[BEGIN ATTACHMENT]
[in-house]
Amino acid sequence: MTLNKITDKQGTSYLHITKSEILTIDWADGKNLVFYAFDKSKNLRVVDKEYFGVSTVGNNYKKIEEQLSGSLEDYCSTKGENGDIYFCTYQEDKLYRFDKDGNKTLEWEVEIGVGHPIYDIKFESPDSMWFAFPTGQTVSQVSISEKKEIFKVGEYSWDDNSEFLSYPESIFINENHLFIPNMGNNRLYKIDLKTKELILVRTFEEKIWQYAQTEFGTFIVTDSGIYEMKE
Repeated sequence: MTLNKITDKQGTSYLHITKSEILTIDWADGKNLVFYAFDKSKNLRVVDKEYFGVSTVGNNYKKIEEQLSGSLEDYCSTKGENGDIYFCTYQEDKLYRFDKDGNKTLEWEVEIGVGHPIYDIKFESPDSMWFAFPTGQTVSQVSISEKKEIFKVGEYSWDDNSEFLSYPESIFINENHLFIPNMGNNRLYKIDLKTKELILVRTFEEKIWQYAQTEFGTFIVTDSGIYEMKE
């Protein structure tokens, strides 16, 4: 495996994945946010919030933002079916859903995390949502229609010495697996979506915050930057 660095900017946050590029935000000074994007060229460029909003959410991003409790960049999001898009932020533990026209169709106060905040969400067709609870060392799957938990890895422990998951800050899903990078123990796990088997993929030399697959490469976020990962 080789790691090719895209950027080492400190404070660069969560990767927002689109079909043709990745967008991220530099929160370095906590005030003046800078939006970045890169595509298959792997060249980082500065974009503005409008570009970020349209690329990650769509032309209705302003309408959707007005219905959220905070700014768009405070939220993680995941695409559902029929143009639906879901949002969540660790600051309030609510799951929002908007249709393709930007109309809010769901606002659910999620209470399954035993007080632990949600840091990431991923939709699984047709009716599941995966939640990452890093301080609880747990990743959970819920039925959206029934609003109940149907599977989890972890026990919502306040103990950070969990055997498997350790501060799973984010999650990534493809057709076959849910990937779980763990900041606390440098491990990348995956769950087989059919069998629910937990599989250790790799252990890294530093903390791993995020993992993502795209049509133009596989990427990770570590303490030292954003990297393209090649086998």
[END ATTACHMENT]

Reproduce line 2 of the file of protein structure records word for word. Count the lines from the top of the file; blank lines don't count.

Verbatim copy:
Amino acid sequence: MTLNKITDKQGTSYLHITKSEILTIDWADGKNLVFYAFDKSKNLRVVDKEYFGVSTVGNNYKKIEEQLSGSLEDYCSTKGENGDIYFCTYQEDKLYRFDKDGNKTLEWEVEIGVGHPIYDIKFESPDSMWFAFPTGQTVSQVSISEKKEIFKVGEYSWDDNSEFLSYPESIFINENHLFIPNMGNNRLYKIDLKTKELILVRTFEEKIWQYAQTEFGTFIVTDSGIYEMKE